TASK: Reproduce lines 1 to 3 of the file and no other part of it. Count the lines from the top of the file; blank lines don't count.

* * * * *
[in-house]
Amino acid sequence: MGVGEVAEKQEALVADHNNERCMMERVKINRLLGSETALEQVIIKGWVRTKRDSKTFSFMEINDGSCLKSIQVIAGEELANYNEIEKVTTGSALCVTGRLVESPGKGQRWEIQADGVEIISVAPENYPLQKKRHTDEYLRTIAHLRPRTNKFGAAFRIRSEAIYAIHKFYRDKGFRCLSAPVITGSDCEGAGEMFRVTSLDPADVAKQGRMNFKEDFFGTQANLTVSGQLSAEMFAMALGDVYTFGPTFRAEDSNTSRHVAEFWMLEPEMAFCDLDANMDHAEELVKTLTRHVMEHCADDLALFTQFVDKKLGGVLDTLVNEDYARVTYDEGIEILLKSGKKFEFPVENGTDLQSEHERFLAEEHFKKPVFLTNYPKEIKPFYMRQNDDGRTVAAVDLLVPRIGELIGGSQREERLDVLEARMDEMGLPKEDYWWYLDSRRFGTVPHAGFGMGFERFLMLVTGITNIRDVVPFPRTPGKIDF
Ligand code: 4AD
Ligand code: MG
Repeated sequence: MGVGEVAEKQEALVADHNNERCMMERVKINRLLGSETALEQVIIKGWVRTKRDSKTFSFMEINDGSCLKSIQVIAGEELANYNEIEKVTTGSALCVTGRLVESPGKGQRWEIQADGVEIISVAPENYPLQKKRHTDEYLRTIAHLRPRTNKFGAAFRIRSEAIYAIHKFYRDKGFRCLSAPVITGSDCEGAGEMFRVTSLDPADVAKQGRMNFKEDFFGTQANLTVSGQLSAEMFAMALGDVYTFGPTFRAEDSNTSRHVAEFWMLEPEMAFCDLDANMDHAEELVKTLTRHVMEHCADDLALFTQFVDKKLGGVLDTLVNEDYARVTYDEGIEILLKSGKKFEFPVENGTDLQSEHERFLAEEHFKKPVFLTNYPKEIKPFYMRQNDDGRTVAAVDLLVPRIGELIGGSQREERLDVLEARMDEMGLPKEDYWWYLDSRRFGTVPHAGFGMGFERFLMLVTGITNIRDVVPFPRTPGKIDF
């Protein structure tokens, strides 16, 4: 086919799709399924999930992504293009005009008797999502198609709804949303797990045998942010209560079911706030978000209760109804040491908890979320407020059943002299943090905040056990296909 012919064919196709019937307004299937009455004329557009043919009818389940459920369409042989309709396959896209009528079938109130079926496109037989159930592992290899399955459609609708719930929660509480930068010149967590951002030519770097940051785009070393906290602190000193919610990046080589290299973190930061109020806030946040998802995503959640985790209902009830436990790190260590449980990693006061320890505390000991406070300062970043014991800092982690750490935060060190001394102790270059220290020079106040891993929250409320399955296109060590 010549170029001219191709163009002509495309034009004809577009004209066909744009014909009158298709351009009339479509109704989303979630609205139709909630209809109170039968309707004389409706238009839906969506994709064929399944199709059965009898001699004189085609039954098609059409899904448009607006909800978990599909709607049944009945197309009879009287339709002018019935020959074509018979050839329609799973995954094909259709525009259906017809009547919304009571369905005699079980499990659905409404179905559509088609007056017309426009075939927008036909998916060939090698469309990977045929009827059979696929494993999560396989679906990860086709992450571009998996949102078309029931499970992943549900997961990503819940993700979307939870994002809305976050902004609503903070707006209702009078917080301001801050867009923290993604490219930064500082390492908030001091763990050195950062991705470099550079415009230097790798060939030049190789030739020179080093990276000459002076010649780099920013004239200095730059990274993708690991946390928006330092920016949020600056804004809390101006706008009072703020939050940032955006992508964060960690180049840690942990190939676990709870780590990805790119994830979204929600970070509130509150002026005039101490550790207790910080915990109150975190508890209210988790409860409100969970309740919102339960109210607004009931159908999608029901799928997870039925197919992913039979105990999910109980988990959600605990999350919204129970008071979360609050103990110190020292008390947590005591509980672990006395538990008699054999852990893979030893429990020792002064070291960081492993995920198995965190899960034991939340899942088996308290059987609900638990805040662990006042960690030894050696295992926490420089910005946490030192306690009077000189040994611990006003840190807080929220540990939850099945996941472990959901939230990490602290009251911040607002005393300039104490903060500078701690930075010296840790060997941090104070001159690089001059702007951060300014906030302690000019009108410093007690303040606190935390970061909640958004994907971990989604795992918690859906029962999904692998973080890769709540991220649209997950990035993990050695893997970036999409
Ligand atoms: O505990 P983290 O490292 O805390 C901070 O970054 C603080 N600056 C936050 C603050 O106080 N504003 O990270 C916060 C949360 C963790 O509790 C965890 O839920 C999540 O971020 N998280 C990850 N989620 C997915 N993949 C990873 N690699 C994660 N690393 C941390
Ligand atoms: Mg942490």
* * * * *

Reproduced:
[in-house]
Amino acid sequence: MGVGEVAEKQEALVADHNNERCMMERVKINRLLGSETALEQVIIKGWVRTKRDSKTFSFMEINDGSCLKSIQVIAGEELANYNEIEKVTTGSALCVTGRLVESPGKGQRWEIQADGVEIISVAPENYPLQKKRHTDEYLRTIAHLRPRTNKFGAAFRIRSEAIYAIHKFYRDKGFRCLSAPVITGSDCEGAGEMFRVTSLDPADVAKQGRMNFKEDFFGTQANLTVSGQLSAEMFAMALGDVYTFGPTFRAEDSNTSRHVAEFWMLEPEMAFCDLDANMDHAEELVKTLTRHVMEHCADDLALFTQFVDKKLGGVLDTLVNEDYARVTYDEGIEILLKSGKKFEFPVENGTDLQSEHERFLAEEHFKKPVFLTNYPKEIKPFYMRQNDDGRTVAAVDLLVPRIGELIGGSQREERLDVLEARMDEMGLPKEDYWWYLDSRRFGTVPHAGFGMGFERFLMLVTGITNIRDVVPFPRTPGKIDF
Ligand code: 4AD